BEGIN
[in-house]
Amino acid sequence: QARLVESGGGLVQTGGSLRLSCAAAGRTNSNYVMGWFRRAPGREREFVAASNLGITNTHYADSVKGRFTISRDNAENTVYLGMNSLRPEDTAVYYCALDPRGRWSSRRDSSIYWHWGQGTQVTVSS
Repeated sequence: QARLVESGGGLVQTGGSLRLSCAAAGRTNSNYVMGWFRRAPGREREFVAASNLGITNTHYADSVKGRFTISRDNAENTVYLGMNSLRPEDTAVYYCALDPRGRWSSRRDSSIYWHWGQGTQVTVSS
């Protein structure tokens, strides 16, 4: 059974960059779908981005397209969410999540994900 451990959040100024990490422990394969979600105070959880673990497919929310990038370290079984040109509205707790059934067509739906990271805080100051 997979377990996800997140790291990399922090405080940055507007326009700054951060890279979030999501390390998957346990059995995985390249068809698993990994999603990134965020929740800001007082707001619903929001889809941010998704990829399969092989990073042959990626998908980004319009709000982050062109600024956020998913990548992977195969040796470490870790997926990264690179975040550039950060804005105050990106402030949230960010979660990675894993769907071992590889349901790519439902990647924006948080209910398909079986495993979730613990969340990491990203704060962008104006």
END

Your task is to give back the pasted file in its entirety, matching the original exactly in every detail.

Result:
[in-house]
Amino acid sequence: QARLVESGGGLVQTGGSLRLSCAAAGRTNSNYVMGWFRRAPGREREFVAASNLGITNTHYADSVKGRFTISRDNAENTVYLGMNSLRPEDTAVYYCALDPRGRWSSRRDSSIYWHWGQGTQVTVSS
Repeated sequence: QARLVESGGGLVQTGGSLRLSCAAAGRTNSNYVMGWFRRAPGREREFVAASNLGITNTHYADSVKGRFTISRDNAENTVYLGMNSLRPEDTAVYYCALDPRGRWSSRRDSSIYWHWGQGTQVTVSS
């Protein structure tokens, strides 16, 4: 059974960059779908981005397209969410999540994900 451990959040100024990490422990394969979600105070959880673990497919929310990038370290079984040109509205707790059934067509739906990271805080100051 997979377990996800997140790291990399922090405080940055507007326009700054951060890279979030999501390390998957346990059995995985390249068809698993990994999603990134965020929740800001007082707001619903929001889809941010998704990829399969092989990073042959990626998908980004319009709000982050062109600024956020998913990548992977195969040796470490870790997926990264690179975040550039950060804005105050990106402030949230960010979660990675894993769907071992590889349901790519439902990647924006948080209910398909079986495993979730613990969340990491990203704060962008104006």